THING 19 – ARTIFICIAL INTELLIGENCE
What is AI?
Artificial intelligence (“AI” for short) is a very broad term to describe any man-made system that can make decisions based on inputs. In its most broad definition, even a pinball machine is an AI because it “decides” when you get points based on the position of metal balls. In the context of emerging technologies however, AI describes systems that can make very complex decisions based on many inputs. AI programs have already been built to do many tasks, everything from flight traffic control to playing chess. In fact, the most publicised of these is a system called “alpha-go”, designed to play the board game Go. It defeated the world champion handily, and the only players to beat it since have been newer, better AI systems.
What is ML?
Machine Learning (“ML” for short) has been under development for quite a while. Much like AI, the definition can be a bit fuzzy. Most commonly, Machine learning techniques, are mathematical models run on computers (usually very powerful computers) that output very complex algorithms to solve problems. This is a bit unintuitive: Most computer programs are made by people, however this is a new class of techniques that use programs to make programs. Some of the more well known ML techniques include evolutionary algorithms, artificial neural networks (think artificial brains), and reinforcement learning. The result of this has been that problems once considered too complicated even for computers to solve—because a human still had to write the programs for the computers to use in solving them—can now be solved by the computers themselves.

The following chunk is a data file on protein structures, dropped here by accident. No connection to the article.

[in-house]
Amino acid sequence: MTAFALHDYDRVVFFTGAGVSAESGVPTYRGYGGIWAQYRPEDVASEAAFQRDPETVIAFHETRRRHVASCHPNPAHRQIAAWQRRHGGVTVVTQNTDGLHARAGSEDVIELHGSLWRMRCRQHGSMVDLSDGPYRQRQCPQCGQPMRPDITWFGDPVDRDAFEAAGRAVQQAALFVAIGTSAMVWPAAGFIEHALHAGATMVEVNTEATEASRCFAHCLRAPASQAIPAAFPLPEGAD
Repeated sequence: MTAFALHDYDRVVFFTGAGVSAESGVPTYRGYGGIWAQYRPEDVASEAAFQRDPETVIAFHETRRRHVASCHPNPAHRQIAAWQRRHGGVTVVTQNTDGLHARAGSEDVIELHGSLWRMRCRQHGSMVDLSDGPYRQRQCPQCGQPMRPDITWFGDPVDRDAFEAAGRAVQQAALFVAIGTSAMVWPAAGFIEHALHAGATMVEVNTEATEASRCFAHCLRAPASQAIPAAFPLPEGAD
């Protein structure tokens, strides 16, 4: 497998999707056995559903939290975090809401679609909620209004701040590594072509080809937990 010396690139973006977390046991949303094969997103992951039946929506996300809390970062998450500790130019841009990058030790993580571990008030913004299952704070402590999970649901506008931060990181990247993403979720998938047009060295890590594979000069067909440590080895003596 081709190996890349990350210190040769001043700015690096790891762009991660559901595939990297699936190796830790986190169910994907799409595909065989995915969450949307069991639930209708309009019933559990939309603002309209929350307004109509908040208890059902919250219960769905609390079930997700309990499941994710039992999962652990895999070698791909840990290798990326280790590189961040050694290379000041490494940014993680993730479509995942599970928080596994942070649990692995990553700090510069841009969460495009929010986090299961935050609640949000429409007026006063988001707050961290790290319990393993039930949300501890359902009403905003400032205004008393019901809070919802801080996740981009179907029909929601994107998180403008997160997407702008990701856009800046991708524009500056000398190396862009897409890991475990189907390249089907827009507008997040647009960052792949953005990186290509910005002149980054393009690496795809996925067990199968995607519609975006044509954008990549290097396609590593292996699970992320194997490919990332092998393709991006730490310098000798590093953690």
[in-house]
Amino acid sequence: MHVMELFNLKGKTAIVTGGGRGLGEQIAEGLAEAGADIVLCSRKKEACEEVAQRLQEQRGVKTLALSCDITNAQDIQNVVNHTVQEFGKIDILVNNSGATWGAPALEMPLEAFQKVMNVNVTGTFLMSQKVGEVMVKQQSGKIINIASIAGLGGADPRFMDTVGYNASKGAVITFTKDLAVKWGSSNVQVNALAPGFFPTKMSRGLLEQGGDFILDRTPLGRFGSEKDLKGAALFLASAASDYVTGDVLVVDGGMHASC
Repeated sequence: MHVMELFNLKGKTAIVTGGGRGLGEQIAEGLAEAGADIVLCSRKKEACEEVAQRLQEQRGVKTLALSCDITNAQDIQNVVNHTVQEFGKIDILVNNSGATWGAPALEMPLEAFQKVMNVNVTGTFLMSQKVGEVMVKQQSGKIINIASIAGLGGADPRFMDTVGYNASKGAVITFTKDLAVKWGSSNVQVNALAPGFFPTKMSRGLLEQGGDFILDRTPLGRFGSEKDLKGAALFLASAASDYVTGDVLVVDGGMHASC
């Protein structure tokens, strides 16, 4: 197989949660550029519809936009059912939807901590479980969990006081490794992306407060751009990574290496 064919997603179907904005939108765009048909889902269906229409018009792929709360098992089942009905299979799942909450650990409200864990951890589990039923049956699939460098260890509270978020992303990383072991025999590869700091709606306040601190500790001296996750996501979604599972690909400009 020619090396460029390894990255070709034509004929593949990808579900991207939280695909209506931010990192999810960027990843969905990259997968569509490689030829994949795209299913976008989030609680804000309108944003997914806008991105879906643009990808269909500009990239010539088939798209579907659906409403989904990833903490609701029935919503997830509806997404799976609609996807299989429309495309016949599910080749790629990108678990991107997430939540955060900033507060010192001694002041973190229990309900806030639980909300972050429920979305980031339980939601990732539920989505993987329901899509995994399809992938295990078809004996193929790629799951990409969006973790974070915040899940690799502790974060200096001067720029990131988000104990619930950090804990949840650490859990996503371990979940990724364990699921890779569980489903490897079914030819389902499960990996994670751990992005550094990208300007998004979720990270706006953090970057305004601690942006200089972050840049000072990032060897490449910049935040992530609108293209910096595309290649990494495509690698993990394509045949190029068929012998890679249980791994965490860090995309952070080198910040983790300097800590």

Where is this going/What’s all the fuss about?
As with any technology, these new techniques can be used for good or ill. On the good side, ML / AI systems have proven to be much better than human doctors at diagnosing illness. Doctors are expected to memorize dozens of textbooks worth of complex information, which is really only reasonable if that doctor is a computer. On the darker side, ML systems can reinforce algorithmic bias (see Thing 6: Diversity), or facilitate highly realistic fake videos (for example, the series of ‘Nicholas Cage Deepfake’ video clips). In the latter case, ML algorithms have been made to edit video with much more efficiency and skill than a human for the purpose of editing a person’s face into footage they were not originally in. There are myriad possible negative uses for this technology.
New uses for this technology are being thought of every day, and it is doubtful that any aspect of life will not be affected even 5 years from now.